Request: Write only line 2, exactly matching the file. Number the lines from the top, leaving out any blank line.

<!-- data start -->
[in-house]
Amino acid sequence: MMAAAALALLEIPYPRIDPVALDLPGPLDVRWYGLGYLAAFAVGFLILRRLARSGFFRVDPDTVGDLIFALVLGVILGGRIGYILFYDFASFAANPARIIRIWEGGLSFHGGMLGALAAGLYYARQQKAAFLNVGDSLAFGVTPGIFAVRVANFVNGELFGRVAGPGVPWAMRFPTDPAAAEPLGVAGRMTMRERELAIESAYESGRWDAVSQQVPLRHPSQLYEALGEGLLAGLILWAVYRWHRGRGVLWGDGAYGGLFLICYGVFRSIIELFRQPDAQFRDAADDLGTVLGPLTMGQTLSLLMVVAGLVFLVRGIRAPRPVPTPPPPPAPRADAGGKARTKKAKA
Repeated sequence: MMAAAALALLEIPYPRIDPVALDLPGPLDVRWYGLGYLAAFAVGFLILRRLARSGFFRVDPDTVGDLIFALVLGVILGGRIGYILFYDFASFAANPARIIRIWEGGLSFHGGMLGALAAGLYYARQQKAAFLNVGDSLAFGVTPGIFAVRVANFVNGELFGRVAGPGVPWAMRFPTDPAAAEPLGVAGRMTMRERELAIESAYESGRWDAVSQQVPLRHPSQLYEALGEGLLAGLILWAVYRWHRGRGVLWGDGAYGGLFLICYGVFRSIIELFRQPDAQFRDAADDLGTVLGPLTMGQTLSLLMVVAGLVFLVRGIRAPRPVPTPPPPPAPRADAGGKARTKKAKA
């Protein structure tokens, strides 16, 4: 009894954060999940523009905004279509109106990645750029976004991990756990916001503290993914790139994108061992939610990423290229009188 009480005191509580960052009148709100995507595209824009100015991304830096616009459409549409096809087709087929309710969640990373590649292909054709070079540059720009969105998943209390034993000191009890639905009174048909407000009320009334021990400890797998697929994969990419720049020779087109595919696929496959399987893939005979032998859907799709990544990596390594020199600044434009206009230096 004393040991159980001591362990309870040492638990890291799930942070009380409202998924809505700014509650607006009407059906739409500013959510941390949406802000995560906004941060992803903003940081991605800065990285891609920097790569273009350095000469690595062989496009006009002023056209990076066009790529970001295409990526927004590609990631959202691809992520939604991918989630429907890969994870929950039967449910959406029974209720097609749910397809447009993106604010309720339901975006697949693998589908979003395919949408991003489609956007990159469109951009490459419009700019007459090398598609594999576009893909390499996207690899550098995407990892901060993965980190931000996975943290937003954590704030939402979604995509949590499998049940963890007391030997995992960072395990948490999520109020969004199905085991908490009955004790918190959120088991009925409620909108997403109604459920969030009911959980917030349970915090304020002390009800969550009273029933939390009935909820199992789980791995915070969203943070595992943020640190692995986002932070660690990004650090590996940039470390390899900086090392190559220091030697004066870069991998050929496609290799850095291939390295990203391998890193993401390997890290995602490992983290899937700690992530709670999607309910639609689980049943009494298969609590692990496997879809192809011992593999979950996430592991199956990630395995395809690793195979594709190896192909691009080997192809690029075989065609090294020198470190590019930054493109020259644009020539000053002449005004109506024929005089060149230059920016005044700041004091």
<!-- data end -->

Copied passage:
Amino acid sequence: MMAAAALALLEIPYPRIDPVALDLPGPLDVRWYGLGYLAAFAVGFLILRRLARSGFFRVDPDTVGDLIFALVLGVILGGRIGYILFYDFASFAANPARIIRIWEGGLSFHGGMLGALAAGLYYARQQKAAFLNVGDSLAFGVTPGIFAVRVANFVNGELFGRVAGPGVPWAMRFPTDPAAAEPLGVAGRMTMRERELAIESAYESGRWDAVSQQVPLRHPSQLYEALGEGLLAGLILWAVYRWHRGRGVLWGDGAYGGLFLICYGVFRSIIELFRQPDAQFRDAADDLGTVLGPLTMGQTLSLLMVVAGLVFLVRGIRAPRPVPTPPPPPAPRADAGGKARTKKAKA